Think About Your Pet’s Health This Thanksgiving | Ask the vet 2 wants to know


Fancy a Thanksgiving treat for your pet? Here’s the table food you should…and shouldn’t give them.

Before giving your pet a snack from the Thanksgiving table, 2 Wants to Know brought Dr. Kelley Gebhardt to 2 Wants to Know to talk about the do’s and don’ts.

Table food and maintenance of the kilos of your animal during the holidays

  • As long as your pet does not have a history of pancreatitis or food sensitivities/ allergies, then you can treat your cat or dog to some table food.
  • Remember to keep portions small and healthy food choices.
  • Portion control is the key to keeping your pet overweight and keeping their intestinal tract happy. (Tip: make sure table foods are low in fat, healthy and don’t make up more than 10% of your pet’s total diet).

Healthy table food ideas for your pet

Apple · Banana · Carrots · Cauliflower · Sweet potato/potato without butter or salt · Lean meats (no bones!) · Cucumbers · Egg · Green beans · Green peppers · Melon · Air-popped corn · Pumpkin canned · Rice · Plain rice cake · Canned tuna in water · Zucchini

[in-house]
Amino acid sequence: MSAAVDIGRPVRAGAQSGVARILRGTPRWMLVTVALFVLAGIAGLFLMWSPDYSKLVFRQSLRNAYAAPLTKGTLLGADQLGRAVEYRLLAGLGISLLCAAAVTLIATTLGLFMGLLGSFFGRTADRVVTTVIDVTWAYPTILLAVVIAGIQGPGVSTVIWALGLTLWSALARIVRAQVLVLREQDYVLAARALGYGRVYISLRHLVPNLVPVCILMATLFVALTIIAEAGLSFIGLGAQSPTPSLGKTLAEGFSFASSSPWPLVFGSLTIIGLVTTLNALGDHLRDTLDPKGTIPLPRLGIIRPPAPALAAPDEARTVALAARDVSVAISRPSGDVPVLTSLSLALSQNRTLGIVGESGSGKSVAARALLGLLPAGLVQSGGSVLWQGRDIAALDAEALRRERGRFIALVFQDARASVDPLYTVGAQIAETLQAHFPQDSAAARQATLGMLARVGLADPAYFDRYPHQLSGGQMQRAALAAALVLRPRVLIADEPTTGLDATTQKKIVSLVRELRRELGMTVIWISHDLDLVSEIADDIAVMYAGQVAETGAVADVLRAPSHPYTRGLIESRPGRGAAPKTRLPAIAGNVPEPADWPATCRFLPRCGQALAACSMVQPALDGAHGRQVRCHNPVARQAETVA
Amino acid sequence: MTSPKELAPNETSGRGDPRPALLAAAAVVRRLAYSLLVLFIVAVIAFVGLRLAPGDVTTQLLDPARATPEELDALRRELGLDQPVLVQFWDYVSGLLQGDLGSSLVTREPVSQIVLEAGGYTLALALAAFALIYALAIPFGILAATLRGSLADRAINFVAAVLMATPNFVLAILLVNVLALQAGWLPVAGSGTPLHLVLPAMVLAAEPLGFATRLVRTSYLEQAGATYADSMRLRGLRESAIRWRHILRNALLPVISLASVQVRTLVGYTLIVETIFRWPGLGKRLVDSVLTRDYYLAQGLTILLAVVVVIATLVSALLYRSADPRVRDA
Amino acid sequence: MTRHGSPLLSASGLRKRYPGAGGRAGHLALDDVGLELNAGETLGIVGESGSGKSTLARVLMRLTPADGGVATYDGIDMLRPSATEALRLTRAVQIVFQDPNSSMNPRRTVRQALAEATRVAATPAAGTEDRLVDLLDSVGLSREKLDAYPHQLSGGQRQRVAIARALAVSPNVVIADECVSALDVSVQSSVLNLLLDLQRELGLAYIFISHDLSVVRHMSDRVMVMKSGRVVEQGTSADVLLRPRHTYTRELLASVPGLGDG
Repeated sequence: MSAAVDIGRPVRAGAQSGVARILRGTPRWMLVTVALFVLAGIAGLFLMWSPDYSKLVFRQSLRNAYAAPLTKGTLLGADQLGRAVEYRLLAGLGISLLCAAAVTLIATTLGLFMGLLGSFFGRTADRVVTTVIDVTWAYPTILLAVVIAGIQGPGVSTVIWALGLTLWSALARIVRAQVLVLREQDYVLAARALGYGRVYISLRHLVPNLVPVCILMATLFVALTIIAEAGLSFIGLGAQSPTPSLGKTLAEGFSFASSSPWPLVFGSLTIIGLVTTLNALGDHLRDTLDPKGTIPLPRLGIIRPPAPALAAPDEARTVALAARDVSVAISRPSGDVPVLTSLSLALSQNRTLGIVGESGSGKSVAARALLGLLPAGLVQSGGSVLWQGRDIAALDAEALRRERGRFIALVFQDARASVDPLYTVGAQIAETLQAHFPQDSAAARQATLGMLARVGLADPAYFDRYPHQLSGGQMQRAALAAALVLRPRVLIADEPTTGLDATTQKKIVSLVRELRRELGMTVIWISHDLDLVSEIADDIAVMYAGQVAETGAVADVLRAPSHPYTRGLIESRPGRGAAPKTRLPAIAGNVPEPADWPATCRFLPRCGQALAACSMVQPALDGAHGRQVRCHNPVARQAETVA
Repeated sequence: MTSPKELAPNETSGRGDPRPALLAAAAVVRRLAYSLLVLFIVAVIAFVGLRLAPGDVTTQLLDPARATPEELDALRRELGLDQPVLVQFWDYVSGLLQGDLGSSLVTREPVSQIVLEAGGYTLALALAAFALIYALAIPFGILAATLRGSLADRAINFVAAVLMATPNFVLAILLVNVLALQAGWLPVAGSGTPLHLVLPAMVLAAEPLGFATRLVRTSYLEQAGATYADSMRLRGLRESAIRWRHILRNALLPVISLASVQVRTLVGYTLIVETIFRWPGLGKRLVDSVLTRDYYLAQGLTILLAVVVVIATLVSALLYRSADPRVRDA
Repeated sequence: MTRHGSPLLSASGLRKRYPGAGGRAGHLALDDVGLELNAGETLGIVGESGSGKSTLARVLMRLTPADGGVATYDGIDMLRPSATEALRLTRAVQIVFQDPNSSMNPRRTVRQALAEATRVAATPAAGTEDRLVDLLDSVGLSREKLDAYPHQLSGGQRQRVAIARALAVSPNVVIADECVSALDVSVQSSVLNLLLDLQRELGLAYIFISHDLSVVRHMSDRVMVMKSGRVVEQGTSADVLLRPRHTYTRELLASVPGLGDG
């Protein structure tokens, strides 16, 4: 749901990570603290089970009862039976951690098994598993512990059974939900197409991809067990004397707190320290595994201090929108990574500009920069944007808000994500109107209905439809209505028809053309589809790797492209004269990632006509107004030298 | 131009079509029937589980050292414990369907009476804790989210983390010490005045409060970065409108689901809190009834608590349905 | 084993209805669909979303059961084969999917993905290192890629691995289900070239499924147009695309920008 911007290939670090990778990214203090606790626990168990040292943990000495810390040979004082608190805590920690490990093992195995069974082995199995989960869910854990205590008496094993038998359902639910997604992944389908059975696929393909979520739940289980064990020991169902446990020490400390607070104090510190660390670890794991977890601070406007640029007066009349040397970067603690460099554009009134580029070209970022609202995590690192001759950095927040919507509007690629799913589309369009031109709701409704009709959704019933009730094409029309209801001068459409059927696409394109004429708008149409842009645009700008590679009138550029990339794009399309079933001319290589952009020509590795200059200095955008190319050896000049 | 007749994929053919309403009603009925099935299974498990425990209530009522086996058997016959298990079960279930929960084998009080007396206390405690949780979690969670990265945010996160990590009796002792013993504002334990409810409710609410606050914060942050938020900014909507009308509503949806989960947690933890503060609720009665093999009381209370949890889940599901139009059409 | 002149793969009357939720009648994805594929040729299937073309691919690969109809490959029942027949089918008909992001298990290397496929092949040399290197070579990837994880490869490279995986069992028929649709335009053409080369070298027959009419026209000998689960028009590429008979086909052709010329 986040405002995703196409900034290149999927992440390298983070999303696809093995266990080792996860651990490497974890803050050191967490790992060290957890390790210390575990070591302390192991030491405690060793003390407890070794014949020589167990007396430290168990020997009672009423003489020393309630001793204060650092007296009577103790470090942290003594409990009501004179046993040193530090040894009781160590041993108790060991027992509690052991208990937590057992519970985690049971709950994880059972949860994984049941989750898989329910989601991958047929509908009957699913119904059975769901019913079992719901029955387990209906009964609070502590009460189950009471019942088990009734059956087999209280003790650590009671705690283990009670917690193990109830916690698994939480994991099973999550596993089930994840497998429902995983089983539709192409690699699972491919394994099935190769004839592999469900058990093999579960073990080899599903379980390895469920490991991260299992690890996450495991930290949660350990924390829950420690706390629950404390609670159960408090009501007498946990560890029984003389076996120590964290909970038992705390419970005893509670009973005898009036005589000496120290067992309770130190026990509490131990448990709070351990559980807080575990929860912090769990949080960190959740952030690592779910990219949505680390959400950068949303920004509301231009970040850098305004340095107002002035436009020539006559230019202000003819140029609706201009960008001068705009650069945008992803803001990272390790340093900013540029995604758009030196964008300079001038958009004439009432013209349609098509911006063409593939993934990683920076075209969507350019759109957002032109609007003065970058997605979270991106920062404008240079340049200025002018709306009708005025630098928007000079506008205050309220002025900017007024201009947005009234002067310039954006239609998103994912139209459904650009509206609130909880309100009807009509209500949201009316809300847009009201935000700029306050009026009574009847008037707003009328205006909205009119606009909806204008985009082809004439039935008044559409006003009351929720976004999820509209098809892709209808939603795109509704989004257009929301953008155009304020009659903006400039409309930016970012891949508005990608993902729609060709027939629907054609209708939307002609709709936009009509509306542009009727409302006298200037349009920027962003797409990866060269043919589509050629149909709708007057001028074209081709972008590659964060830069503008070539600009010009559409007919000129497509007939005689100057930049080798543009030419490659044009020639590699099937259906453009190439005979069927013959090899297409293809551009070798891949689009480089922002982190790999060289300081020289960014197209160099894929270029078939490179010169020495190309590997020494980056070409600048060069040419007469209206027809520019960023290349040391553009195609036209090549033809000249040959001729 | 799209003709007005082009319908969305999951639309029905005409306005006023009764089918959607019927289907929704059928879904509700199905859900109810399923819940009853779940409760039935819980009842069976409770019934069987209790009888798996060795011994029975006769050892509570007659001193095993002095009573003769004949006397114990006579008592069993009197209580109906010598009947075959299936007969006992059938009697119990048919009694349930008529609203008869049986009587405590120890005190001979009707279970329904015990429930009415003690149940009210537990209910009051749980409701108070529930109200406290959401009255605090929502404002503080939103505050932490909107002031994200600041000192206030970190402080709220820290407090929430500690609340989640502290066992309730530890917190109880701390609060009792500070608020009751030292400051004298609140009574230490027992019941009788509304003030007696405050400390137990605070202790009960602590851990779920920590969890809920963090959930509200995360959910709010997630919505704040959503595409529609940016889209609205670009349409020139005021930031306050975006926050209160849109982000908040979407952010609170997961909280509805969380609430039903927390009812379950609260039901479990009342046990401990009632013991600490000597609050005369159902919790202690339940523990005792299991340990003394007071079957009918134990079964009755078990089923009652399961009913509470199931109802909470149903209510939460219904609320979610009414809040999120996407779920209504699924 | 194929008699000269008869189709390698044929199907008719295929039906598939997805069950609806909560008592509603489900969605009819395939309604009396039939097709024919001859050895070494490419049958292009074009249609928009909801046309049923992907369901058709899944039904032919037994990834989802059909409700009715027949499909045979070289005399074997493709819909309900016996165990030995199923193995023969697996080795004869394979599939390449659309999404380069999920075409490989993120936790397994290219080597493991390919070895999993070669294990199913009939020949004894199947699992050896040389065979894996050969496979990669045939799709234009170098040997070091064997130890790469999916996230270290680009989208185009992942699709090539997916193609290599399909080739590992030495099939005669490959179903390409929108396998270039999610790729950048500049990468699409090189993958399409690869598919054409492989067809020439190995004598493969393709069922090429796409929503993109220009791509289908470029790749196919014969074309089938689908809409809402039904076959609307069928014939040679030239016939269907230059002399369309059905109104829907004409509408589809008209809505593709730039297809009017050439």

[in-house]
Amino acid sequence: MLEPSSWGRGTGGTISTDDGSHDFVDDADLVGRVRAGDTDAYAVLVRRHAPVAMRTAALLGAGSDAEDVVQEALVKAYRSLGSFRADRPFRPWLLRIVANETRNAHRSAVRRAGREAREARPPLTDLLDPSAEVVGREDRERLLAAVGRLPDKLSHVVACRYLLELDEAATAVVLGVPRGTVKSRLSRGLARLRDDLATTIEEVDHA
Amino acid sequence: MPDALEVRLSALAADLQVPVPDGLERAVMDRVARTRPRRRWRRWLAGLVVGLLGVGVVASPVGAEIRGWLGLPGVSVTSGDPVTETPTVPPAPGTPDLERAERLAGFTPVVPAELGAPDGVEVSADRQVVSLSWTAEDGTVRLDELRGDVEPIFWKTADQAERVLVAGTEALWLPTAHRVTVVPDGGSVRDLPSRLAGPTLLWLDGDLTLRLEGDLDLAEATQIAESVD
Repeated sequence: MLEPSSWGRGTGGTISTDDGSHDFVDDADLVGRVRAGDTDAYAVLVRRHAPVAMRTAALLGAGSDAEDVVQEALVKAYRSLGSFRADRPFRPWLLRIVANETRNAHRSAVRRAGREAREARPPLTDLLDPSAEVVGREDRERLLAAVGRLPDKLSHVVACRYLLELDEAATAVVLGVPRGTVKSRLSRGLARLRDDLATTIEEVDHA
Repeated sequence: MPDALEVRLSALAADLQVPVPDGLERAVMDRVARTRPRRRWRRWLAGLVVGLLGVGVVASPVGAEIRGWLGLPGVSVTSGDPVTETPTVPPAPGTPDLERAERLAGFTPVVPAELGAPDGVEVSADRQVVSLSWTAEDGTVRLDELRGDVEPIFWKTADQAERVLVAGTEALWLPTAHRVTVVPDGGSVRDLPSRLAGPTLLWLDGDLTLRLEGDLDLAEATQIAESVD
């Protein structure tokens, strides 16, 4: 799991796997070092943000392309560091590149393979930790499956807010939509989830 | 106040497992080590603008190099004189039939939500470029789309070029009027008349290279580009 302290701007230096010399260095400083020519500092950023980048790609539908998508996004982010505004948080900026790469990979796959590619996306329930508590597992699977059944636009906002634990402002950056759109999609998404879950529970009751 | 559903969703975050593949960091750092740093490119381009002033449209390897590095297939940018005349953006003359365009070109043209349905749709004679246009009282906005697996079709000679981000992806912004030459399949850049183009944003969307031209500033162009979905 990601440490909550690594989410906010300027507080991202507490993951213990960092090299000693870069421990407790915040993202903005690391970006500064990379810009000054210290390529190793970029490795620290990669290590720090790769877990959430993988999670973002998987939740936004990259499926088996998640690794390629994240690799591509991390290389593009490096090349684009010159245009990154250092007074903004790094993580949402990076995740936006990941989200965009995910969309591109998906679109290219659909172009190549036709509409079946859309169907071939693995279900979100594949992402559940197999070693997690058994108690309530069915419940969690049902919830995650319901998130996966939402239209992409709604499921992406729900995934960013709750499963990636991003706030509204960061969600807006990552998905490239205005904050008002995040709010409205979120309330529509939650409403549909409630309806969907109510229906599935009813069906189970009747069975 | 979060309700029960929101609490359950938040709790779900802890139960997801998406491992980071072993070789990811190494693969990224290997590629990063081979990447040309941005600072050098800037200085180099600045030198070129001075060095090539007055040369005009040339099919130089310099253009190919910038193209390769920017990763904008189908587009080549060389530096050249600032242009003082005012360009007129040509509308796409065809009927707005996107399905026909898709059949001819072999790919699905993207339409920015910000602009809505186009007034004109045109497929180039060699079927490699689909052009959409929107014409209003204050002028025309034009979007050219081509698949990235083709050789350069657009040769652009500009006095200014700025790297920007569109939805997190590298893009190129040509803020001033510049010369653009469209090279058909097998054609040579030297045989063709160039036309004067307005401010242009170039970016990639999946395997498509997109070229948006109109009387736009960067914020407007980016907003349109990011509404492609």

Potentially toxic foods to avoid giving to your pet

Raisins Raisins Moldy foods Chocolate Alcohol Onions and garlic Raw bread dough Macadamia nuts Sugar-free foods containing xylitol

Don’t give the dog bones

Bones can break dogs teeth, get stuck in their mouth/around lower jaw and break, causing potential intestinal blockages or lacerations, especially after cooking.

Don’t be tempted to treat your dog like a bone during the holidays.

Taking out the trash

Take out the trash often. Make sure trash cans are securely closed with a lid and/or placed out of reach of persistent animals.

Cooking bags, disposable dishes, bones and other discarded foods or containers are a huge temptation for dogs and cats. Throwing in the trash can lead to gastroenteritis, pancreatitis, intestinal foreign bodies and toxicities.

Other Vacation Pet Care Tips

  • Ask vacationers to keep track of their prescription medications.
  • Create a safe space for your pet away from friends and family.
  • Use a thunder shirt for anxious dogs or cats.
  • Before the holiday festivities, talk to your regular veterinarian about medications that might help reduce your pet’s holiday anxiety.
  • Make sure your pet wears a collar or harness with appropriate up-to-date tags with your contact information.
  • Is your pet microchipped? If this is not the case, contact your usual veterinarian to have your animal microchipped. If they come out of the house or yard, you need several ways for them to be reunited with you.

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